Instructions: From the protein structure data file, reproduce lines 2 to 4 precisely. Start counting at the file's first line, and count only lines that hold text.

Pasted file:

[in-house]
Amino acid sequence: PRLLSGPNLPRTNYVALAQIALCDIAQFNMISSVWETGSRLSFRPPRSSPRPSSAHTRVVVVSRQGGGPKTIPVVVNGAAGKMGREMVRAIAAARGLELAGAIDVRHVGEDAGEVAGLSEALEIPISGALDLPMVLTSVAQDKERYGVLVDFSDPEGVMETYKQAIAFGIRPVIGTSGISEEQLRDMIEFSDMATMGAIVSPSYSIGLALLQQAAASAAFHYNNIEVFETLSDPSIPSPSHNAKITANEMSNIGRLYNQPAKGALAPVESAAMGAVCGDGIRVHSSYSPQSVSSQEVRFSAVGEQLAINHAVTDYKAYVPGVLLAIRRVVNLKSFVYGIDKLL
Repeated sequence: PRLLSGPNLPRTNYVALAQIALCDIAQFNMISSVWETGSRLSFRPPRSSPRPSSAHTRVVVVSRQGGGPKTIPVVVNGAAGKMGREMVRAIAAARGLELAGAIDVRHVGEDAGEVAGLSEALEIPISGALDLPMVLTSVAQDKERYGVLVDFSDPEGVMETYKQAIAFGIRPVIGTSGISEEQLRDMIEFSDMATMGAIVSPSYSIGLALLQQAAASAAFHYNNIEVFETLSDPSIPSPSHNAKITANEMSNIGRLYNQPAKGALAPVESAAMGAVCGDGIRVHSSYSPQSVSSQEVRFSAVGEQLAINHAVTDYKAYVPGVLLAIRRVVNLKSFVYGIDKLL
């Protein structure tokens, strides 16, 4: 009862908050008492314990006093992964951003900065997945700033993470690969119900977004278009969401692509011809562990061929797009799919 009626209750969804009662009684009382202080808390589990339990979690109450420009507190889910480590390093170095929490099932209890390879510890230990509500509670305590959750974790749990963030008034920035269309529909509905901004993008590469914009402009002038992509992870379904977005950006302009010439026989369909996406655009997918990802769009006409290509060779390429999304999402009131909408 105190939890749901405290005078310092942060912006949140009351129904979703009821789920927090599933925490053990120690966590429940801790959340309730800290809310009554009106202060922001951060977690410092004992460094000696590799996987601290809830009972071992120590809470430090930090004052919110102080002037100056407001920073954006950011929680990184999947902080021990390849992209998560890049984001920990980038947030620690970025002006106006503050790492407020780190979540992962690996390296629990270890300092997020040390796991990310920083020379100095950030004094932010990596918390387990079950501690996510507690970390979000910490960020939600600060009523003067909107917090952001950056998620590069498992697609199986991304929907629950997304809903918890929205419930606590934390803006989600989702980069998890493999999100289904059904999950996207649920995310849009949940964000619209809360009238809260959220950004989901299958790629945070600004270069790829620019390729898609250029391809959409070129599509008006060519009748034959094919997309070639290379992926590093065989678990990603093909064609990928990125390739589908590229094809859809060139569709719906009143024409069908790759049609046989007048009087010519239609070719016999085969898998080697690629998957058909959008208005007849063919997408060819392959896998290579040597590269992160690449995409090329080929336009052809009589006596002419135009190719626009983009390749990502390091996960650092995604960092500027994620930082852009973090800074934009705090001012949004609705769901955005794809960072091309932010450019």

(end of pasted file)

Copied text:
Amino acid sequence: PRLLSGPNLPRTNYVALAQIALCDIAQFNMISSVWETGSRLSFRPPRSSPRPSSAHTRVVVVSRQGGGPKTIPVVVNGAAGKMGREMVRAIAAARGLELAGAIDVRHVGEDAGEVAGLSEALEIPISGALDLPMVLTSVAQDKERYGVLVDFSDPEGVMETYKQAIAFGIRPVIGTSGISEEQLRDMIEFSDMATMGAIVSPSYSIGLALLQQAAASAAFHYNNIEVFETLSDPSIPSPSHNAKITANEMSNIGRLYNQPAKGALAPVESAAMGAVCGDGIRVHSSYSPQSVSSQEVRFSAVGEQLAINHAVTDYKAYVPGVLLAIRRVVNLKSFVYGIDKLL
Repeated sequence: PRLLSGPNLPRTNYVALAQIALCDIAQFNMISSVWETGSRLSFRPPRSSPRPSSAHTRVVVVSRQGGGPKTIPVVVNGAAGKMGREMVRAIAAARGLELAGAIDVRHVGEDAGEVAGLSEALEIPISGALDLPMVLTSVAQDKERYGVLVDFSDPEGVMETYKQAIAFGIRPVIGTSGISEEQLRDMIEFSDMATMGAIVSPSYSIGLALLQQAAASAAFHYNNIEVFETLSDPSIPSPSHNAKITANEMSNIGRLYNQPAKGALAPVESAAMGAVCGDGIRVHSSYSPQSVSSQEVRFSAVGEQLAINHAVTDYKAYVPGVLLAIRRVVNLKSFVYGIDKLL
């Protein structure tokens, strides 16, 4: 009862908050008492314990006093992964951003900065997945700033993470690969119900977004278009969401692509011809562990061929797009799919 009626209750969804009662009684009382202080808390589990339990979690109450420009507190889910480590390093170095929490099932209890390879510890230990509500509670305590959750974790749990963030008034920035269309529909509905901004993008590469914009402009002038992509992870379904977005950006302009010439026989369909996406655009997918990802769009006409290509060779390429999304999402009131909408 105190939890749901405290005078310092942060912006949140009351129904979703009821789920927090599933925490053990120690966590429940801790959340309730800290809310009554009106202060922001951060977690410092004992460094000696590799996987601290809830009972071992120590809470430090930090004052919110102080002037100056407001920073954006950011929680990184999947902080021990390849992209998560890049984001920990980038947030620690970025002006106006503050790492407020780190979540992962690996390296629990270890300092997020040390796991990310920083020379100095950030004094932010990596918390387990079950501690996510507690970390979000910490960020939600600060009523003067909107917090952001950056998620590069498992697609199986991304929907629950997304809903918890929205419930606590934390803006989600989702980069998890493999999100289904059904999950996207649920995310849009949940964000619209809360009238809260959220950004989901299958790629945070600004270069790829620019390729898609250029391809959409070129599509008006060519009748034959094919997309070639290379992926590093065989678990990603093909064609990928990125390739589908590229094809859809060139569709719906009143024409069908790759049609046989007048009087010519239609070719016999085969898998080697690629998957058909959008208005007849063919997408060819392959896998290579040597590269992160690449995409090329080929336009052809009589006596002419135009190719626009983009390749990502390091996960650092995604960092500027994620930082852009973090800074934009705090001012949004609705769901955005794809960072091309932010450019």